Automakers agree to make automatic braking a standard feature
A group of 10 major automakers has agreed to make automatic emergency braking (AEB) a standard feature on future vehicles.
Several government agencies have recommended the technology for new vehicles, but so far none have moved to include the systems in new regulations. The National Transportation Safety Board recently issued a public call for a mandate, criticizing the National Highway Traffic Safety Administration for not already initiating such laws.
In an interesting twist, the automakers have voluntarily come to the table and agreed to work with the NHTSA and the Insurance Institute for Highway Safety to establish a strategy that will ultimately make collision-avoidance technologies standard on new cars. Notably, the language in statements from automakers and the IIHS suggests it will be a voluntary program.
“General Motors supports the call for a voluntary industry safety agreement that would lead to making forward collision warning and automatic emergency braking standard on light vehicles,” GM said in a statement.
Aside from GM, the list of supporting automakers includes Audi, BMW, Ford, Mazda, Mercedes-Benz, Tesla, Toyota, Volkswagen and Volvo. Notable exclusions currently include brands associated with Fiat Chrysler Automobiles, Honda, Hyundai, Kia, Nissan, Jaguar Land Rover, Mitsubishi and Subaru, among others.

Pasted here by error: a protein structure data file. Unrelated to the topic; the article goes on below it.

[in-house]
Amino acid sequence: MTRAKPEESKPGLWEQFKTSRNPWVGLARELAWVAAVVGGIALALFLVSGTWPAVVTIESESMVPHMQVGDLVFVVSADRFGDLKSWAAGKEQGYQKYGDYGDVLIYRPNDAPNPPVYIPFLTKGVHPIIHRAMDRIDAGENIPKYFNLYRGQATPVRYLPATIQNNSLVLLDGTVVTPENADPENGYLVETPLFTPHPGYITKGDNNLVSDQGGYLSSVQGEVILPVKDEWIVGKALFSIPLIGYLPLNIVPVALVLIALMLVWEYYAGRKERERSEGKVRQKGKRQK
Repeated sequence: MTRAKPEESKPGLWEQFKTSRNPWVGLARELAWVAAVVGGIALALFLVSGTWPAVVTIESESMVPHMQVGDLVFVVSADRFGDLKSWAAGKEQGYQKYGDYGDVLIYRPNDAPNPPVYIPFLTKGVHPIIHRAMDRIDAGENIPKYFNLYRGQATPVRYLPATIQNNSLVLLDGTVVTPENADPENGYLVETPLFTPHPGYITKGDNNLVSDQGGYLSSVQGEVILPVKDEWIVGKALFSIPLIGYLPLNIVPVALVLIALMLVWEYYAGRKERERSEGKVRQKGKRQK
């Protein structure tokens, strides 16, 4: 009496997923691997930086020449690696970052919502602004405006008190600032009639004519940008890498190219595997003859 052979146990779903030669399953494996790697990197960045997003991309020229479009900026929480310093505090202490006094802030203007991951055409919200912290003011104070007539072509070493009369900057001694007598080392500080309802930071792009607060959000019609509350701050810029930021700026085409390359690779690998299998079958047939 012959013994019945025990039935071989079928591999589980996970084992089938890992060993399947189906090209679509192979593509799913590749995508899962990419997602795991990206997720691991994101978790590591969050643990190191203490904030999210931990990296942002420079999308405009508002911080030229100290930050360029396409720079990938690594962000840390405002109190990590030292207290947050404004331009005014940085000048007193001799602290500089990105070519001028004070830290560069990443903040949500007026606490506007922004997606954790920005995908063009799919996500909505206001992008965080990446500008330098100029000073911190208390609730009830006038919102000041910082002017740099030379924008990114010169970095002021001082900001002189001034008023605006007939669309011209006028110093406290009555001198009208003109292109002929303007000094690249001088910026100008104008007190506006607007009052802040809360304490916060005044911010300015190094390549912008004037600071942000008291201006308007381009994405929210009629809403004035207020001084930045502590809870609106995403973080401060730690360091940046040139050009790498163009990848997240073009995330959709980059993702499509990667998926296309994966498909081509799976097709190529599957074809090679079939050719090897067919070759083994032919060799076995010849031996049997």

“We are entering a new era of vehicle safety, focused on preventing crashes from ever occurring, rather than just protecting occupants when crashes happen,” said US Transportation Secretary Anthony Foxx. “But if technologies such as automatic emergency braking are only available as options or on the most expensive models, too few Americans will see the benefits of this new era.”
The IIHS suggests AEB tech can reduce insurance injury claims by up to 35 percent, echoing the NTSB’s estimate that rear-end collisions cause 1.7 million accidents and 1,700 fatalities in the US each year.